In the mid-1990s, PIH's sister organization in Peru, Socios En Salud, provided a model for treating multidrug-resistant TB in Carabayllo, a shantytown on the outskirts of Lima. Socios En Salud’s successful treatment and cure of TB and MDR TB in difficult settings changed international protocols and standards of care. This was a turning point for PIH and for the global health equity movement. In 2001, the Open Society Institute invited PIH to take over primary responsibility for clinical care at a TB project in Tomsk, Siberia.

In these efforts to treat HIV and TB, PIH showed that the accepted standard of care, which treated patients in the developing world differently than those elsewhere, was inadequate and grossly unfair. Dr. Farmer and PIH faced the daunting task of delivering expensive and complex interventions in settings of poverty. Delivering services to all who need them, “not selling services to those who cannot afford them,” was fundamental. Dr. Farmer believed in the mantra “better to ask forgiveness than permission,” and was able to connect the resources of Boston academic medical centers to rural communities in Haiti and elsewhere, helping to ensure that the fruits of science benefit all.

Over the course of the next decade, PIH’s work expanded to rural Rwanda, Lesotho, Malawi, Mexico, Kazakhstan, Boston, and the Navajo Nation. Dr. Farmer and PIH have received numerous awards and recognitions. In 1993, Dr. Farmer received the John D. and Catherine T. MacArthur Foundation Award (also known as the “Genius Grant”) and used the monetary award to found the Institute for Health and Social Justice, PIH's research and advocacy arm.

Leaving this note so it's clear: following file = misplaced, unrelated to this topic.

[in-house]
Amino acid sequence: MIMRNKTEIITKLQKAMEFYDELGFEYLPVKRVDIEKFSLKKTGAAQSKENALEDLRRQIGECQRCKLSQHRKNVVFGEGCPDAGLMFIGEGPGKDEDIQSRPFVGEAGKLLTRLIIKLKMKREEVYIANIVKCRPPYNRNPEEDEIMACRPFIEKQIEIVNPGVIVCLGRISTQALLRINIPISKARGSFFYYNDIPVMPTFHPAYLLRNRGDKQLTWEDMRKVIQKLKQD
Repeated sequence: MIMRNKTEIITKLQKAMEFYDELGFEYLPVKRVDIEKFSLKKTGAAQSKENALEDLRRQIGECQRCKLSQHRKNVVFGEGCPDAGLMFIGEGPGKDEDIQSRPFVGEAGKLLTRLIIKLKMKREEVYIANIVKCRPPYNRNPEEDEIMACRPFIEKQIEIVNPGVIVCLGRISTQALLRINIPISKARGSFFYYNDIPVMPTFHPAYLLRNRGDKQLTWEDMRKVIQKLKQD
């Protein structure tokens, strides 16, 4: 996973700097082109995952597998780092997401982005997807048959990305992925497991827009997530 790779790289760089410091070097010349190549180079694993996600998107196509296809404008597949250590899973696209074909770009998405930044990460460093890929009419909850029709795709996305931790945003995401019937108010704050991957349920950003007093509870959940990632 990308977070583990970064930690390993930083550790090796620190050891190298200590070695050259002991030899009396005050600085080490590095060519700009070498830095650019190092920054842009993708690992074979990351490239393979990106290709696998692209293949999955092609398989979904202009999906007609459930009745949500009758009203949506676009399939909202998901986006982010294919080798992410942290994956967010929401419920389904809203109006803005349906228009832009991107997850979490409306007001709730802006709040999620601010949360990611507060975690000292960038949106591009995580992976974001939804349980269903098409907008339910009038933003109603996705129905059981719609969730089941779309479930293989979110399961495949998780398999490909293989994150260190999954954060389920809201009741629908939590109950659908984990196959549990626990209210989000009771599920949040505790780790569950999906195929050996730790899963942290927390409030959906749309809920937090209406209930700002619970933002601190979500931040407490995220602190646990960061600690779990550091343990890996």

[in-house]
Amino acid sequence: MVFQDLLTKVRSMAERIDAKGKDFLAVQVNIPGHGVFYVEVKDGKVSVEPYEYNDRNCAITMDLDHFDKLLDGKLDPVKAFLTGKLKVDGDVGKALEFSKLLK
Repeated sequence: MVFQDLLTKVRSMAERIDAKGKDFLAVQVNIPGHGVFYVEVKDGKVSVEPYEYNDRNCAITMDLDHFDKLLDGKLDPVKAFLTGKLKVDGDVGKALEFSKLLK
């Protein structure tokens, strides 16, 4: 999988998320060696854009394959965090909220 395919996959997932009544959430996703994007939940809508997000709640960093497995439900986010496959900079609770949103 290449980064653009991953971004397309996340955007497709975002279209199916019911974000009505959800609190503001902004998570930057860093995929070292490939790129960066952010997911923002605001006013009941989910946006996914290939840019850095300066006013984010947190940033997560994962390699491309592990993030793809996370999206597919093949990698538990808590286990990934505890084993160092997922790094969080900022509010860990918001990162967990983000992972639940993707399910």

Q: What influenced your interest in administering health care to the very poor?

A: The effort to deliver high-quality health care to all who need it is both an intellectual challenge and a moral obligation. Physicians are trained to follow the pathologies that they seek to treat. For an infectious disease specialist like me, that means working among the poor. While I was an undergrad at Duke, I had the honor to learn from a nun named Sister Julianna, who advocated for poor migrant farm workers in North Carolina. Working with Sister Julianna in the fields sparked my interest in understanding the social and political structures that engender oppression and inspired me to take my first trip to Haiti. I have also been inspired by theologians like Gustavo Gutierrez, whose commitment to a “preferential option for the poor” has deeply influenced my practice as a physician and as an advocate for the oppressed. Accompanying patients in places like Haiti, Rwanda, Peru, and Boston has been a reminder of how important this work for health equity is—and a constant motivation in itself.

Q: Jim Kim, a cofounder of PIH, is now World Bank President. How does the World Bank partner with PIH to achieve its mission?

A: When we first had the idea for Partners In Health—and that “we” includes not just Jim and Ophelia [Dahl] and Todd [McCormack], but also Tom White and Father Fritz Lafontant and so many others—it was entirely based on the concept of partnership. At our sites today we work alongside not only thousands of community health workers, but also architects, agronomists, and economists. As for the World Bank, their stated mission is “a world free of poverty.” After working Jim for 30 years, I know how deeply committed he is to that mission and am excited to see how the World Bank moves forward under his leadership.

Q: How do partnering organizations assist in or complement PIH’s vision?